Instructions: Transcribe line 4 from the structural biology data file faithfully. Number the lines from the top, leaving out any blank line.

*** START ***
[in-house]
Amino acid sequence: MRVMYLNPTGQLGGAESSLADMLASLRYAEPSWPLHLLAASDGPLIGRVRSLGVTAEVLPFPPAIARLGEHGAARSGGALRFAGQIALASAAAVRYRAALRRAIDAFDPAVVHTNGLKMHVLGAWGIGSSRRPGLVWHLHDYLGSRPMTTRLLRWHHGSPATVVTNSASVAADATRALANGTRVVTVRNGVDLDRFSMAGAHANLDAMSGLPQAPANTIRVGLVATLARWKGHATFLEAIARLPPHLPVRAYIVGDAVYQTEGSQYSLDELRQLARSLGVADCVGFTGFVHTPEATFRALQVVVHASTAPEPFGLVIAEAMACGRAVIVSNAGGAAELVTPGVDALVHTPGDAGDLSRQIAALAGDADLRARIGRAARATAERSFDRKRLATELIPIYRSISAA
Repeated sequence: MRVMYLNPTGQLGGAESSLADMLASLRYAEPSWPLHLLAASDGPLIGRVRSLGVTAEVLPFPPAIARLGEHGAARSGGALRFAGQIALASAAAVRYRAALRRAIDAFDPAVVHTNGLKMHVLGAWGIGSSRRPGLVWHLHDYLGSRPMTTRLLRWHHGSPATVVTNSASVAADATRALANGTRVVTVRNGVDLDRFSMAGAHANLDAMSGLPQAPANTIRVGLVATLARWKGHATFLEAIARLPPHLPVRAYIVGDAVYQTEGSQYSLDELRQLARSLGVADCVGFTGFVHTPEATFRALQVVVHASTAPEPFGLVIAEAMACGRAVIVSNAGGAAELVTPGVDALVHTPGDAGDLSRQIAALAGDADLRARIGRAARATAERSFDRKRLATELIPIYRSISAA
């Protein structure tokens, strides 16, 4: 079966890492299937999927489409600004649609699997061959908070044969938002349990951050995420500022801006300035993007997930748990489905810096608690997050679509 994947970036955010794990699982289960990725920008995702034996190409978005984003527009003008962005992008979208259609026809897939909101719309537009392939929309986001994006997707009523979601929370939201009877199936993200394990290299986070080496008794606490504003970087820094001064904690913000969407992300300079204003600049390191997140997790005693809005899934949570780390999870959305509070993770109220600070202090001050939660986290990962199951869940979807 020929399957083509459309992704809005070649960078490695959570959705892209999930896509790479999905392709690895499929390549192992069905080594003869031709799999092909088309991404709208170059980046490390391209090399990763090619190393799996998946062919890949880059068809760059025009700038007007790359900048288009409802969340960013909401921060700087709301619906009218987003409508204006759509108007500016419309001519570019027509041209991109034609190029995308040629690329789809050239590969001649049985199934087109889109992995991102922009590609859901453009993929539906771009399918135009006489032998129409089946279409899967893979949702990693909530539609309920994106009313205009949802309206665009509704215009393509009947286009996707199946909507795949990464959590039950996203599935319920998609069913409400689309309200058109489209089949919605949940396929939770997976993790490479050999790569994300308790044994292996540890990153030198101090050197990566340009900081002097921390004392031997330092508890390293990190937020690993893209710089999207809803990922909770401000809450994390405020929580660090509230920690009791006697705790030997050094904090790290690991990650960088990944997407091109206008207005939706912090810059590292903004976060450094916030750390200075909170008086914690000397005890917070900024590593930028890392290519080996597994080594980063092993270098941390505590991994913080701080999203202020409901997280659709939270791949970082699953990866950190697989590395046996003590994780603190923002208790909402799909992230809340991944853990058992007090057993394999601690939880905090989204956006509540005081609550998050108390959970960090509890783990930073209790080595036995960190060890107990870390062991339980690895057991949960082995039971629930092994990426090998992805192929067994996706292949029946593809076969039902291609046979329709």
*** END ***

């Protein structure tokens, strides 16, 4: 079966890492299937999927489409600004649609699997061959908070044969938002349990951050995420500022801006300035993007997930748990489905810096608690997050679509 994947970036955010794990699982289960990725920008995702034996190409978005984003527009003008962005992008979208259609026809897939909101719309537009392939929309986001994006997707009523979601929370939201009877199936993200394990290299986070080496008794606490504003970087820094001064904690913000969407992300300079204003600049390191997140997790005693809005899934949570780390999870959305509070993770109220600070202090001050939660986290990962199951869940979807 020929399957083509459309992704809005070649960078490695959570959705892209999930896509790479999905392709690895499929390549192992069905080594003869031709799999092909088309991404709208170059980046490390391209090399990763090619190393799996998946062919890949880059068809760059025009700038007007790359900048288009409802969340960013909401921060700087709301619906009218987003409508204006759509108007500016419309001519570019027509041209991109034609190029995308040629690329789809050239590969001649049985199934087109889109992995991102922009590609859901453009993929539906771009399918135009006489032998129409089946279409899967893979949702990693909530539609309920994106009313205009949802309206665009509704215009393509009947286009996707199946909507795949990464959590039950996203599935319920998609069913409400689309309200058109489209089949919605949940396929939770997976993790490479050999790569994300308790044994292996540890990153030198101090050197990566340009900081002097921390004392031997330092508890390293990190937020690993893209710089999207809803990922909770401000809450994390405020929580660090509230920690009791006697705790030997050094904090790290690991990650960088990944997407091109206008207005939706912090810059590292903004976060450094916030750390200075909170008086914690000397005890917070900024590593930028890392290519080996597994080594980063092993270098941390505590991994913080701080999203202020409901997280659709939270791949970082699953990866950190697989590395046996003590994780603190923002208790909402799909992230809340991944853990058992007090057993394999601690939880905090989204956006509540005081609550998050108390959970960090509890783990930073209790080595036995960190060890107990870390062991339980690895057991949960082995039971629930092994990426090998992805192929067994996706292949029946593809076969039902291609046979329709």